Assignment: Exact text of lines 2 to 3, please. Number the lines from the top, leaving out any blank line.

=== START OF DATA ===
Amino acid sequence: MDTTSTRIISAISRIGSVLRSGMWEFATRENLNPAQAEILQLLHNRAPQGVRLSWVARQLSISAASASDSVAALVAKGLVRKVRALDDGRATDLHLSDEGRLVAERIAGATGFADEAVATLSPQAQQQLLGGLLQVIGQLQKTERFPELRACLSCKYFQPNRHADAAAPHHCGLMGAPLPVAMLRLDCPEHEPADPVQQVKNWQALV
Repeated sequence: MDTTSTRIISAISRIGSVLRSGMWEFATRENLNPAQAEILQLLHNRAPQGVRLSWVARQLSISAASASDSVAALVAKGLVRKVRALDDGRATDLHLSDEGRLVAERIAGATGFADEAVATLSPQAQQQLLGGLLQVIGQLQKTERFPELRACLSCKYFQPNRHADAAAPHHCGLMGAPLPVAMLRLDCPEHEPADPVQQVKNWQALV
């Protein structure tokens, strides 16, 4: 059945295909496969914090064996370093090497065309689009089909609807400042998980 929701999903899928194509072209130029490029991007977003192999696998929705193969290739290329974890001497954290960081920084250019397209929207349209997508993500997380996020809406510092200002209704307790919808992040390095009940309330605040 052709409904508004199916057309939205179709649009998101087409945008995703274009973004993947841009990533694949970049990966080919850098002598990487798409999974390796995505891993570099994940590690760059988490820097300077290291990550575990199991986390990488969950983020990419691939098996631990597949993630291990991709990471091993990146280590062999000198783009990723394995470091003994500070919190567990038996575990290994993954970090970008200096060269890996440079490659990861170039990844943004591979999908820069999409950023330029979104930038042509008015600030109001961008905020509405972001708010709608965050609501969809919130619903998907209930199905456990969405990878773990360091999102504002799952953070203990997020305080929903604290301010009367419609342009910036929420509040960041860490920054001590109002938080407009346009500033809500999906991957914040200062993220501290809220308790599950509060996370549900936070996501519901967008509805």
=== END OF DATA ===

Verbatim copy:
Repeated sequence: MDTTSTRIISAISRIGSVLRSGMWEFATRENLNPAQAEILQLLHNRAPQGVRLSWVARQLSISAASASDSVAALVAKGLVRKVRALDDGRATDLHLSDEGRLVAERIAGATGFADEAVATLSPQAQQQLLGGLLQVIGQLQKTERFPELRACLSCKYFQPNRHADAAAPHHCGLMGAPLPVAMLRLDCPEHEPADPVQQVKNWQALV
């Protein structure tokens, strides 16, 4: 059945295909496969914090064996370093090497065309689009089909609807400042998980 929701999903899928194509072209130029490029991007977003192999696998929705193969290739290329974890001497954290960081920084250019397209929207349209997508993500997380996020809406510092200002209704307790919808992040390095009940309330605040 052709409904508004199916057309939205179709649009998101087409945008995703274009973004993947841009990533694949970049990966080919850098002598990487798409999974390796995505891993570099994940590690760059988490820097300077290291990550575990199991986390990488969950983020990419691939098996631990597949993630291990991709990471091993990146280590062999000198783009990723394995470091003994500070919190567990038996575990290994993954970090970008200096060269890996440079490659990861170039990844943004591979999908820069999409950023330029979104930038042509008015600030109001961008905020509405972001708010709608965050609501969809919130619903998907209930199905456990969405990878773990360091999102504002799952953070203990997020305080929903604290301010009367419609342009910036929420509040960041860490920054001590109002938080407009346009500033809500999906991957914040200062993220501290809220308790599950509060996370549900936070996501519901967008509805």